Graveyard Johnnys – Dead Transmission

  • Steven Farkas posted
  • Reviews

Graveyard Johnnys

Dead Transmission - Bomber Music

If it were possible to wear out a digital recording, this would definitely have happened to my copy of Songs From Better Days, the last full length from Welsh rockabilly trio Graveyard Johnnys, so it’s safe to say that when I heard a new album was in the works I was rather excited. Dead Transmission dropped via Bomber Records on May 11th and although I’d had my review copy for some time before that, I wanted to let it resonate before writing this review because upon on the first few spins I was decidedly underwhelmed. However it soon became apparent that this lack of enthusiasm was of my own doing, as I was so familiar with the tracks on songs from better days that anything that wasn’t Cherylene or The Wasted just didn’t measure up. That is, of course, completely unfair and as I listened to the record a few more times, it was clear that this was a pretty stunning record of its own. The Poison is a great way to open the LP, slowly building with its bluesy riffs before descending into what this band does best – kickass, rock n roll. The dynamic rhythm section of Joe Grogans’ bass and Thomas E Lords’ drumming feels like its punching you in the stomach with each note, daring you to step back, but you feel trapped in cement as Callum Houston’s riffs jab you in the face while Grogans whiskey soaked vocals keep you in place in a sort of stunned silence. Seriously one of the best LP opening tracks I’ve heard in a long time.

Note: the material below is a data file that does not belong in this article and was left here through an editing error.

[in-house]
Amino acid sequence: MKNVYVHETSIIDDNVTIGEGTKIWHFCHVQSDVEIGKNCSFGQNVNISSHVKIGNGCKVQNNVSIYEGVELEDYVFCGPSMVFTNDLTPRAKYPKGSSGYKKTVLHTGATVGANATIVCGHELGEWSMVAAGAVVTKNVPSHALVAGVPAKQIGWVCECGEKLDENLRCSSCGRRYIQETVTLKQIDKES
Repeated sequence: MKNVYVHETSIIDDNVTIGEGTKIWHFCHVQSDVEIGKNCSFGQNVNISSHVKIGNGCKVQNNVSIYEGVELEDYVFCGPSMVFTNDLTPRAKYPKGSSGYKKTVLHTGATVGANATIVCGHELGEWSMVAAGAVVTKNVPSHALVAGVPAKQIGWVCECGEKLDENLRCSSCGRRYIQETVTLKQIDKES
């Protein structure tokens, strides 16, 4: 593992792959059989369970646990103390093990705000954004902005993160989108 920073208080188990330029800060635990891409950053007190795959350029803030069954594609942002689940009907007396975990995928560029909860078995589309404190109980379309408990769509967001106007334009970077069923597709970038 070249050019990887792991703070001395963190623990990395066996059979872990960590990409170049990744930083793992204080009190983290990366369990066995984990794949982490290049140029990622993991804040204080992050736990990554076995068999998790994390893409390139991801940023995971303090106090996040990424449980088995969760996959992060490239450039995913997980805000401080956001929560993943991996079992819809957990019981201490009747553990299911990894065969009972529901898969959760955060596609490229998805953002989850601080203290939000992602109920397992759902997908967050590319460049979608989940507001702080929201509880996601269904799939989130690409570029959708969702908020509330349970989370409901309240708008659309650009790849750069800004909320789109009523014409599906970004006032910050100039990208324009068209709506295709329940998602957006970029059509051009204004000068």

Graveyard JohnnysThe rest of the record follows a similar formula, with the expected ups and downs, but the ups far outweighing the downs. Because of You features a killer chorus that will stick with you long after the track ends. Ready to Roll and Compromise are both highlights, with the latter slowing the pace down and adds almost a post-punk element with the clean vocal, seriously, showcasing the range of Joe Grogan’s voice again, and although it still has a rockabilly flavour, it’s not something I’ve heard done this well before. The former is another standout, bringing in elements of classic street punk with Houston’s guitar work a particular highlight. Little Witch sees the band shift away from true rockabilly into distortion heavy blues rock, but even outside of their obvious comfort zone, these guys tear it up, I mean if you gave them some terrible pop ballad I reckon these guys would destroy it in the most awesome way possible.

Rockabilly may be a genre where innovation isn’t required because it’s so damn good as it is, but this is a bit more than that, this is basic rock and roll at its best and Graveyard Johnnys are purveyors of a fine variety of it. It may have taken some time for me to get over my inherent bias with Dead Transmission, but this is an album that commands multiple listens, and if you comply, you will be richly rewarded with one of the contenders for album of the year.